Doctors have been urged to “think measles” when treating children after a “devastating resurgence of virtually eliminated life-threatening diseases”.

Leading children’s doctors said that many medics will have never come across the disease before and have launched an awareness campaign to help clinicians spot symptoms and remind them what to do if they diagnose a case.

For the first time in decades, the Royal College of Paediatrics and Child Health (RCPCH) has issued national guidance on the treatment of measles.

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The RCPCH has urged medics to use “every opportunity” to check a child’s vaccination status and offer the MMR (measles, mumps and rubella) jab to those who have not had two doses. The organisation has also issued guidance on how to treat measles. Measles is a highly contagious viral infection that primarily affects children. It's characterised by symptoms like a fever, cough, runny nose, inflamed eyes and a distinctive red rash that spreads over the body.

Dr Camilla Kingdon, RCPCH president, said: “Having to consider measles in our national guidance for the first time in decades is a disappointing but necessary move. Vaccination coverage for children under the age of five is now the lowest it has ever been in the past 10 years.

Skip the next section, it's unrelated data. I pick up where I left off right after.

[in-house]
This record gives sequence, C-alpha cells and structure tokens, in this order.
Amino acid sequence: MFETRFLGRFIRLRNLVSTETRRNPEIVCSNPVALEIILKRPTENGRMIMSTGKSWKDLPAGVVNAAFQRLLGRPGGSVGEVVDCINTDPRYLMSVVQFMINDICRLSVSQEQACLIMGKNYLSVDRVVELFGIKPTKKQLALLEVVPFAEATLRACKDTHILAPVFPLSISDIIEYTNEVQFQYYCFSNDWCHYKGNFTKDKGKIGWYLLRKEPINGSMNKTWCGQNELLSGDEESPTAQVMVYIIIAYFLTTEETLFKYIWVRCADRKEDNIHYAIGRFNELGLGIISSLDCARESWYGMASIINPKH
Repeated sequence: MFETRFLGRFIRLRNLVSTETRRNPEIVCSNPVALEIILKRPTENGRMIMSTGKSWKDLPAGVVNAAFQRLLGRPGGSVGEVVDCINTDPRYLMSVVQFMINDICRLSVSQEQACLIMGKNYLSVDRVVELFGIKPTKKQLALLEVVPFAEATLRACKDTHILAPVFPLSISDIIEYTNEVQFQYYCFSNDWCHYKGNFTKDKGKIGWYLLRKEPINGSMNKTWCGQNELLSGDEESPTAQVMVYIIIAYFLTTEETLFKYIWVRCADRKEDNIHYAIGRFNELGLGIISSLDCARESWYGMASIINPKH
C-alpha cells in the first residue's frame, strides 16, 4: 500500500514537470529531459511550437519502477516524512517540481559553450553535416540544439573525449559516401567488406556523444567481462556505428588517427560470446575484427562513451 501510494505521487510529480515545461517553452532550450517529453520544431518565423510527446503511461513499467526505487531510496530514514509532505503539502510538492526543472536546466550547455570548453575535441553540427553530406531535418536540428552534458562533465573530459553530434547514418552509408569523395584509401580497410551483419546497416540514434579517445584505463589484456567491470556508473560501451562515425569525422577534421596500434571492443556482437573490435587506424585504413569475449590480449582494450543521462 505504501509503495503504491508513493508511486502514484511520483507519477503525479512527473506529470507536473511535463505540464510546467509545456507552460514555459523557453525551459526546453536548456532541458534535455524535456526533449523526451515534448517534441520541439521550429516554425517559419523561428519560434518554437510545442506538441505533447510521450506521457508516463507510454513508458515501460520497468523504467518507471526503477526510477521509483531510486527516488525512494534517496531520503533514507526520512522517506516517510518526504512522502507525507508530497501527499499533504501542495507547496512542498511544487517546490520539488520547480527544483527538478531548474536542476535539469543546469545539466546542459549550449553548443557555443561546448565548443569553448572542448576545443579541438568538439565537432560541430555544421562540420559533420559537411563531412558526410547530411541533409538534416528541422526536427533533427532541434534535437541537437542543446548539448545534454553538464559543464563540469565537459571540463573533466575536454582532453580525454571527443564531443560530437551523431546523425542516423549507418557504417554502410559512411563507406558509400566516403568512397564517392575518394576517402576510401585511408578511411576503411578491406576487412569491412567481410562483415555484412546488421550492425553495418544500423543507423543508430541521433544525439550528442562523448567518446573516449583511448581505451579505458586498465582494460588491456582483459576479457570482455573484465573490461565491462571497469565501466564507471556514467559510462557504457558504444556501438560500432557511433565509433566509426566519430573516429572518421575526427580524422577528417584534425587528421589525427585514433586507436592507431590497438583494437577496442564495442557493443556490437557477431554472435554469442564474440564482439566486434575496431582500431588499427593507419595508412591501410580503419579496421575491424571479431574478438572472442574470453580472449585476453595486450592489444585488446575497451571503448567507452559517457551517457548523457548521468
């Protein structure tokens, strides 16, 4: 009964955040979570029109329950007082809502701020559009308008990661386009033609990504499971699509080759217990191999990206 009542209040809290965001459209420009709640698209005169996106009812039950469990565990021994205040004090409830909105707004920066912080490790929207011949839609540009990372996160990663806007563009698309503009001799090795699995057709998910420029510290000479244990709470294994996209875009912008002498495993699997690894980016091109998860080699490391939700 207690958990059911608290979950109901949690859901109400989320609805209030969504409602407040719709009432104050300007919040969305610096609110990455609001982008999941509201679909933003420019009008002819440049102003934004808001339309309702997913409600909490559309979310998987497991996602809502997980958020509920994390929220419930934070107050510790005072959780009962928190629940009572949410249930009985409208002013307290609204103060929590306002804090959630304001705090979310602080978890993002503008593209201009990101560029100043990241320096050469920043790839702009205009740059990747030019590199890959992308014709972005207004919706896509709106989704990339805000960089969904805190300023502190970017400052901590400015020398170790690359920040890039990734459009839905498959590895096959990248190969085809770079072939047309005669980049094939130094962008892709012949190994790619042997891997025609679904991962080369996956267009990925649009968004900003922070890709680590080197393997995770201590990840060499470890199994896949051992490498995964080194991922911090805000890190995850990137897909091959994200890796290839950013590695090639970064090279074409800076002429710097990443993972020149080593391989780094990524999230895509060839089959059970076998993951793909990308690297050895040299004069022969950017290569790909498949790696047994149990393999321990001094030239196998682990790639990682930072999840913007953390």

“We are already starting to see the effects of this with measles outbreaks occurring in London, Wales and Leicester."

Dr Mary Ramsay, director of immunisation at UKHSA, said: “Measles can be a serious infection that can lead to complications, especially in young children and those with weakened immune systems, and tragically for some it can be fatal. Measles spreads very easily and the virus will find and attack those who aren’t protected, but is easily prevented with two jabs, free on the NHS whatever your age.

“Due to longstanding sub-optimal vaccine uptake, there is now a very real risk of seeing more outbreaks across the country with London most at risk. Any interventions that will help catch up those children who have missed out on either one or both jabs are welcome.

“Nobody wants to see their child or loved ones sick with measles, or put others who are more vulnerable, like babies, at risk. I urge those who have missed their MMR vaccines to catch-up now.”

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